Women's forum debates censorship

November 2, 1994

By Jennifer Thompson

SYDNEY — An October 26 forum here, called by the recently formed National Women's Media Centre, heard from speakers representing a spectrum of opinion on whether banning or restricting pornography contributes to the struggle for women's liberation.

While a number of women called for increased restrictions on pornographic material, most — including a majority of the speakers — regarded censorship as not effective in fighting violence against women and in fact doing more damage than good.

Fiona Patten, representing the Eros Foundation, an organisation supporting the rights of sex workers, spoke about the already high level of regulation of sexually explicit material in Australia and the operation of the classification and censorship system.

Describing the classification system employed by the national Office of Film and Literature Classification, she outlined the categories for films ranging from G (general viewing) to X (sexually explicit). Violence is excluded only in the case of category X films. The Office of Film and Literature Classification obtained a result of 67% support for the regulated availability of X-rated material, in a recent survey. The level of regulation in Western Australia, Tasmania and Queensland is even higher, with magazines such as Wicked Women, a lesbian-produced, lesbian sex magazine banned in Queensland.

Dr Marlene Goldsmith, NSW Liberal MLC, spoke about pornography and her bill, currently before the NSW parliament, which would prevent the public display of magazine covers judged as degrading and demeaning to women and children.

Goldsmith defended her bill using feminist language and texts such as those by Susan Faludi, Marilyn French and Susan Brownmiller, to explain that her object was to restrict images portraying the social objectification and dehumanisation of women, to protect children from negative stereotypes of women. It was pointed out in discussion that it might be more effective to begin with margarine advertisements.

Goldsmith, who chairs the state parliament's standing committee on social issues, quoted from a number of studies that had monitored the relationship between availability of pornography and reported violence against women, showing a direct correlation. Goldsmith also lamented that there was no legislation outlawing vilification of women, as there is for racial and homosexual vilification.

Janet Ramsey, board member of the National Women's Media Centre and vice-chair of the standing committee on social issues, said that women had to break out of the traditional debate between censorship and freedom of speech. While women have used both, they are not "our" constructs, and censorship is effective only for those who control it.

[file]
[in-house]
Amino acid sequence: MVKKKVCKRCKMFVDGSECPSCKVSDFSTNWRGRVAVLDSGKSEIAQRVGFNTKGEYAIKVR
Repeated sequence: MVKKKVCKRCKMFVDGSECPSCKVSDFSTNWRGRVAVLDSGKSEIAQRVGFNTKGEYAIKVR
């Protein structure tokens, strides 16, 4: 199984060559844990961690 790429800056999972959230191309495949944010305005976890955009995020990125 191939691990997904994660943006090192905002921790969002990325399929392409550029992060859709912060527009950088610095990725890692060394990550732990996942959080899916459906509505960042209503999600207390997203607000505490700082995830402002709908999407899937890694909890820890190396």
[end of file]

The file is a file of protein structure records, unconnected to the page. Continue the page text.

Ramsey said the research on a correlation between pornography and anti-woman violence was "highly unsatisfactory and contradictory", with different studies coming to completely opposing conclusions. On anti-vilification legislation, experience had shown that it was almost impossible to obtain a conviction because the law was very general in order to preserve some freedom of speech.

Research had led Ramsey to conclude that women are as disturbed by general images of women as by pornography, and not necessarily concerned by sexual explicitness except in the context of violence. The Industry Standards Council should review advertising in the context of women's input, she said, with the real issue being empowerment of women.

Kimberly O'Sullivan, editor of Wicked Women magazine, also spoke, describing herself as pro-pornography, anti-censorship and pro-sexual revolution. She spoke about the polarisation of the women's liberation movement around the question of sexuality and pornography, with one end of the spectrum seeing women's sexuality as a source of repression, and at the other end the position she held of women's sexuality as central to their liberation.

There had been a narrowing of the movement's concerns over the '80s, she said, concentrating on pornography and ignoring the root causes of women's oppression, which were economic, social and political.

O'Sullivan argued that women can't trust the state to decide what is "obscene", especially when all women needed pornography to develop and explore their sexuality, and lesbians especially, for whom there is limited sexual material available in a heterosexist world.

She referred to the "model censorship legislation" drafted by US feminists, which was adopted in the Canadian province of Ontario and had its initial use in a raid on Toronto's only gay and lesbian bookshop and culminated in the banning of a lesbian sex magazine. She finished stating that women's desire is a vital measure of our freedom and a vital part of our empowerment.

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